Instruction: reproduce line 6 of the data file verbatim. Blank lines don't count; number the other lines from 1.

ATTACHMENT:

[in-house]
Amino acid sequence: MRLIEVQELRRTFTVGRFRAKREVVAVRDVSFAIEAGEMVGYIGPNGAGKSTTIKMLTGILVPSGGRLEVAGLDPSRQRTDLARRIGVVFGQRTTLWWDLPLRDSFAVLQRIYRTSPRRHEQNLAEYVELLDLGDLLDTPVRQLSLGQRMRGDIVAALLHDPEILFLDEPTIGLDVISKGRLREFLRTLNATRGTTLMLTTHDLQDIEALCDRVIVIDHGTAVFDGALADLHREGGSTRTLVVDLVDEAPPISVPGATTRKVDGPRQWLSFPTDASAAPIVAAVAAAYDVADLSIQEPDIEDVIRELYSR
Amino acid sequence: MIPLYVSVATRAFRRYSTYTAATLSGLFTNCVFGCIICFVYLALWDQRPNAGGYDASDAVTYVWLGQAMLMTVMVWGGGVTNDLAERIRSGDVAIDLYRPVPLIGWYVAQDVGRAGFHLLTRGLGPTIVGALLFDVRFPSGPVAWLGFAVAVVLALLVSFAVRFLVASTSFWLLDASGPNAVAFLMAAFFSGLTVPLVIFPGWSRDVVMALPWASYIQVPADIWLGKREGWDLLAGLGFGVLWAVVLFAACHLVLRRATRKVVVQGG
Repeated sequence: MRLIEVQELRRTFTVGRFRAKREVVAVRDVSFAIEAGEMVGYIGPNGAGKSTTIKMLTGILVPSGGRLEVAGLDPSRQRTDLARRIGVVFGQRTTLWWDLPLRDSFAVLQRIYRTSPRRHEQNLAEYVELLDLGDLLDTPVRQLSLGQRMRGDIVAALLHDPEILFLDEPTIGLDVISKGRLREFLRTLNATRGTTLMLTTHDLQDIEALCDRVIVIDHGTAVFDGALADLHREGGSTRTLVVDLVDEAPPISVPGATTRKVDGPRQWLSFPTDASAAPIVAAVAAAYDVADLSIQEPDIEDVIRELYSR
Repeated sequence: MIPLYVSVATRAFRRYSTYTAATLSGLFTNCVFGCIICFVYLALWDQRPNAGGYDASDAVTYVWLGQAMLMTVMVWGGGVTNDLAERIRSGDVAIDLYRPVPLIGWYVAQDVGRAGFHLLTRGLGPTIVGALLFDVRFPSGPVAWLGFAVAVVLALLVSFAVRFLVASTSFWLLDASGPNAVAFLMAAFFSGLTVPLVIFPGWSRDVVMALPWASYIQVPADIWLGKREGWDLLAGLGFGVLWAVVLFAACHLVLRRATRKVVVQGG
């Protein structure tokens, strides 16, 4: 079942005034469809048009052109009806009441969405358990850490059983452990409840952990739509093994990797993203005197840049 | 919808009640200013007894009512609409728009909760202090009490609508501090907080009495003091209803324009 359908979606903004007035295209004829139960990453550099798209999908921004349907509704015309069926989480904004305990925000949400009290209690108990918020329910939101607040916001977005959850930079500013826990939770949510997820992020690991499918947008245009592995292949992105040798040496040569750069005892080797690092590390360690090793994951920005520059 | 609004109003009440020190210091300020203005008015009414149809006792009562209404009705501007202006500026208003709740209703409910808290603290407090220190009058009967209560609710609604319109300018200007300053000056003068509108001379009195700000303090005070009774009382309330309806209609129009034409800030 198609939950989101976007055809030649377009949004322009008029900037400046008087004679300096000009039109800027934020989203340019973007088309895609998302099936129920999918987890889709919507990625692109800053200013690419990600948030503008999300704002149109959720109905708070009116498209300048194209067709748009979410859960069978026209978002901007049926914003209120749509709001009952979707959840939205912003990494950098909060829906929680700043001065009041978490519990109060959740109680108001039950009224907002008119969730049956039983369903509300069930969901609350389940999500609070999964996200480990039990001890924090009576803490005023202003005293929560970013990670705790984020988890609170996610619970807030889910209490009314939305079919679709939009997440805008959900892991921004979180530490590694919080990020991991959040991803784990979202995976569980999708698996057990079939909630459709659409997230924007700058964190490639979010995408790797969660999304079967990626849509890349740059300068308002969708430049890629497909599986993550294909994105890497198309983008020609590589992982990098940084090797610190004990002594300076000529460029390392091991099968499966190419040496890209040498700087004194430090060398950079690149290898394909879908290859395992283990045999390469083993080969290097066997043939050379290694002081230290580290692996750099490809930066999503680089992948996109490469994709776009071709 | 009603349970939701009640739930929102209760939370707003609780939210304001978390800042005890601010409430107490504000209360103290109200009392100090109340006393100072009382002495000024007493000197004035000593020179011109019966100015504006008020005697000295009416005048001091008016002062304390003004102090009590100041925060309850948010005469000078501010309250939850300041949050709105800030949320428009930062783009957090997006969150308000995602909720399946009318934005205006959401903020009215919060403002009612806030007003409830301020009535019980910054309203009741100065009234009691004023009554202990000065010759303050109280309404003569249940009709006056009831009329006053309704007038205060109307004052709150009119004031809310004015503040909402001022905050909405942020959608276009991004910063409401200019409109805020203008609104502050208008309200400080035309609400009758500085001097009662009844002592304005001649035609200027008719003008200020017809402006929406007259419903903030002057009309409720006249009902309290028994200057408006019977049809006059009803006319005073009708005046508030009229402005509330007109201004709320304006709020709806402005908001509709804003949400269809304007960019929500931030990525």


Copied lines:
């Protein structure tokens, strides 16, 4: 079942005034469809048009052109009806009441969405358990850490059983452990409840952990739509093994990797993203005197840049 | 919808009640200013007894009512609409728009909760202090009490609508501090907080009495003091209803324009 359908979606903004007035295209004829139960990453550099798209999908921004349907509704015309069926989480904004305990925000949400009290209690108990918020329910939101607040916001977005959850930079500013826990939770949510997820992020690991499918947008245009592995292949992105040798040496040569750069005892080797690092590390360690090793994951920005520059 | 609004109003009440020190210091300020203005008015009414149809006792009562209404009705501007202006500026208003709740209703409910808290603290407090220190009058009967209560609710609604319109300018200007300053000056003068509108001379009195700000303090005070009774009382309330309806209609129009034409800030 198609939950989101976007055809030649377009949004322009008029900037400046008087004679300096000009039109800027934020989203340019973007088309895609998302099936129920999918987890889709919507990625692109800053200013690419990600948030503008999300704002149109959720109905708070009116498209300048194209067709748009979410859960069978026209978002901007049926914003209120749509709001009952979707959840939205912003990494950098909060829906929680700043001065009041978490519990109060959740109680108001039950009224907002008119969730049956039983369903509300069930969901609350389940999500609070999964996200480990039990001890924090009576803490005023202003005293929560970013990670705790984020988890609170996610619970807030889910209490009314939305079919679709939009997440805008959900892991921004979180530490590694919080990020991991959040991803784990979202995976569980999708698996057990079939909630459709659409997230924007700058964190490639979010995408790797969660999304079967990626849509890349740059300068308002969708430049890629497909599986993550294909994105890497198309983008020609590589992982990098940084090797610190004990002594300076000529460029390392091991099968499966190419040496890209040498700087004194430090060398950079690149290898394909879908290859395992283990045999390469083993080969290097066997043939050379290694002081230290580290692996750099490809930066999503680089992948996109490469994709776009071709 | 009603349970939701009640739930929102209760939370707003609780939210304001978390800042005890601010409430107490504000209360103290109200009392100090109340006393100072009382002495000024007493000197004035000593020179011109019966100015504006008020005697000295009416005048001091008016002062304390003004102090009590100041925060309850948010005469000078501010309250939850300041949050709105800030949320428009930062783009957090997006969150308000995602909720399946009318934005205006959401903020009215919060403002009612806030007003409830301020009535019980910054309203009741100065009234009691004023009554202990000065010759303050109280309404003569249940009709006056009831009329006053309704007038205060109307004052709150009119004031809310004015503040909402001022905050909405942020959608276009991004910063409401200019409109805020203008609104502050208008309200400080035309609400009758500085001097009662009844002592304005001649035609200027008719003008200020017809402006929406007259419903903030002057009309409720006249009902309290028994200057408006019977049809006059009803006319005073009708005046508030009229402005509330007109201004709320304006709020709806402005908001509709804003949400269809304007960019929500931030990525």